Immigration Lessons from Alabama

"“Illegal is illegal.” With that rallying cry, Alabama passed HB 56 in 2011, the harshest state immigration law in the country.

The lead sponsor of the bill boasted to state representatives that the law “attacks every aspect of an illegal alien’s life.”  Among its key provisions: landlords were banned from renting homes to undocumented immigrants, children had to rat out their parents to school principals, police were required to arrest suspected immigration violators.  Even giving unauthorized immigrants a ride became a crime.

The vast scope of the law turned Alabama into the first major test for the anti-immigration movement.  If self-deportation didn’t work there, it’s hard to imagine where it could.  Early reports suggested success: undocumented immigrants appeared to flee Alabama en masse.  But two years later, HB 56 is in ruins.  Its most far-reaching elements have proved unconstitutional, unworkable, or politically unsustainable.  Elected officials, social workers, clergy, activists, and residents say an initial immigrant evacuation that roiled their communities ended long ago.  Many who fled have returned to their old homes.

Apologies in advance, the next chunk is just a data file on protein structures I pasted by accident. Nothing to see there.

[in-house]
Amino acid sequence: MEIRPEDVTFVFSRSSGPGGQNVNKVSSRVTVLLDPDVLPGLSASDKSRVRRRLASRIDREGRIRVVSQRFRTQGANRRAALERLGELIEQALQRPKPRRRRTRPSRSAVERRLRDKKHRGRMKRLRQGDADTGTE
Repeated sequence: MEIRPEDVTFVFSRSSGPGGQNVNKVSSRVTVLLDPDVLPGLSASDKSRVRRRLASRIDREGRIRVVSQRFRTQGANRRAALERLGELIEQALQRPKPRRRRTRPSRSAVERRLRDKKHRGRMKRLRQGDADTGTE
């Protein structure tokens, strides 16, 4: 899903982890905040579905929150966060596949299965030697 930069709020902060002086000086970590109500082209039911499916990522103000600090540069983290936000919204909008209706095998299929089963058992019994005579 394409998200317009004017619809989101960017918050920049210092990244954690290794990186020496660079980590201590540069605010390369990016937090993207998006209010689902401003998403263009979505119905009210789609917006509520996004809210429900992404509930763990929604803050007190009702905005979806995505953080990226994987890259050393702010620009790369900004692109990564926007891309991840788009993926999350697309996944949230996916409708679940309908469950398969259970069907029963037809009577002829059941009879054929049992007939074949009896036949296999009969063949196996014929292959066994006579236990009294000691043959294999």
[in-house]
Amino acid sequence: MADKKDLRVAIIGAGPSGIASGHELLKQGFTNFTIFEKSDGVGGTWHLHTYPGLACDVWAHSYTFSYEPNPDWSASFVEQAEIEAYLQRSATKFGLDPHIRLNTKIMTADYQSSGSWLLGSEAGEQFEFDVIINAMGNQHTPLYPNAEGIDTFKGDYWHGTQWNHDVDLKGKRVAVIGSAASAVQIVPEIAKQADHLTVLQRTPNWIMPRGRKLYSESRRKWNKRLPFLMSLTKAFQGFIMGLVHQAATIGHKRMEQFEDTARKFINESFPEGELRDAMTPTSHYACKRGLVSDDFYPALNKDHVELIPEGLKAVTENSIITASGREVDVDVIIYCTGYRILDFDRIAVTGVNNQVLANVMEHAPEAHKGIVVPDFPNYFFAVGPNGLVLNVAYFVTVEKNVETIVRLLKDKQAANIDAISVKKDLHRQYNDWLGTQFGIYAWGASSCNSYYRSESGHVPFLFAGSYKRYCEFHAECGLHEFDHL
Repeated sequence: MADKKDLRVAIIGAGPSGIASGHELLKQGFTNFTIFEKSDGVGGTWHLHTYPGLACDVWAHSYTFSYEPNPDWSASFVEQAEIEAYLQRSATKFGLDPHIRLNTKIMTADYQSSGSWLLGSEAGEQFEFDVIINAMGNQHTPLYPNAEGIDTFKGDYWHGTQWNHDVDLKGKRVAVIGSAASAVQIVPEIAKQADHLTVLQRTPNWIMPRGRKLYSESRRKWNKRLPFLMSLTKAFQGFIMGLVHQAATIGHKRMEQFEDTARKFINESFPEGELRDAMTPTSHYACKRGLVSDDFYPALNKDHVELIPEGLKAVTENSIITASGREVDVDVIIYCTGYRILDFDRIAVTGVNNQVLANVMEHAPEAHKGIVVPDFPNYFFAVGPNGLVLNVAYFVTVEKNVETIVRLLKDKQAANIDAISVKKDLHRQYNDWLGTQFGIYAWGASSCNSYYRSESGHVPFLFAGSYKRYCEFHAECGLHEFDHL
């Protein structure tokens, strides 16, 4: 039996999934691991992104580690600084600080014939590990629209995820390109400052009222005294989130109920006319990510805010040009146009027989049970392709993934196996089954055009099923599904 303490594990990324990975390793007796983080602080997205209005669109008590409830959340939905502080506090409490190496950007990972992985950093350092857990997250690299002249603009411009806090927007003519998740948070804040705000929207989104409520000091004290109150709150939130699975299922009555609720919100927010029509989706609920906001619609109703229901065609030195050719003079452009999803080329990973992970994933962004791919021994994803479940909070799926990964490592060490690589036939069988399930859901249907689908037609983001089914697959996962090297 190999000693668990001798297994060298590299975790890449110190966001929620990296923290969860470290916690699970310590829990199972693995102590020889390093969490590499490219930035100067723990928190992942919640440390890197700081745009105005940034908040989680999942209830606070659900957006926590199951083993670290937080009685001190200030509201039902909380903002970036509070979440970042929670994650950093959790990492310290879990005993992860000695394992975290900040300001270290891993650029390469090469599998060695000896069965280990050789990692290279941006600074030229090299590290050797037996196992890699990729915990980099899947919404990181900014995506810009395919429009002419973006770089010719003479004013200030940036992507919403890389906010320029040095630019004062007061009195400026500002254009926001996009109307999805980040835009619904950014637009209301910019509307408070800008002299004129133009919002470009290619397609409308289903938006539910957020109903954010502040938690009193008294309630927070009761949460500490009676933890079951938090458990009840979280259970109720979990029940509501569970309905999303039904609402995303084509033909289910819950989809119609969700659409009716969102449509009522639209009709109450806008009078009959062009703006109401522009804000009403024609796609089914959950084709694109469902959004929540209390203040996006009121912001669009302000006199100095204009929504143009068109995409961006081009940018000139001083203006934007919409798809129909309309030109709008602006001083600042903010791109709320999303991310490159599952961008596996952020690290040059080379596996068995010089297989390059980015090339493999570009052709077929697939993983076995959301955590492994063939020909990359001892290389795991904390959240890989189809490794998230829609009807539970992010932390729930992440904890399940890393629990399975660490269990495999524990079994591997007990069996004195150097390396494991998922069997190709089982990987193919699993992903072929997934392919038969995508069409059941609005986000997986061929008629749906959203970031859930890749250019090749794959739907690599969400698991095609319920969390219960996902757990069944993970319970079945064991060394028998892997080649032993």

Now Alabama is back where it started, waiting for a solution from Washington that may never come.

If Congress once again fails to pass reform, more states will be tempted to fill the void with measures aimed at either integrating their immigrant communities or kicking them out. But as Alabama’s bitter experiment confirms, a go-it-alone approach may be no substitute for a federal solution." - Benjy Sarlin, Dec. 17, 2013.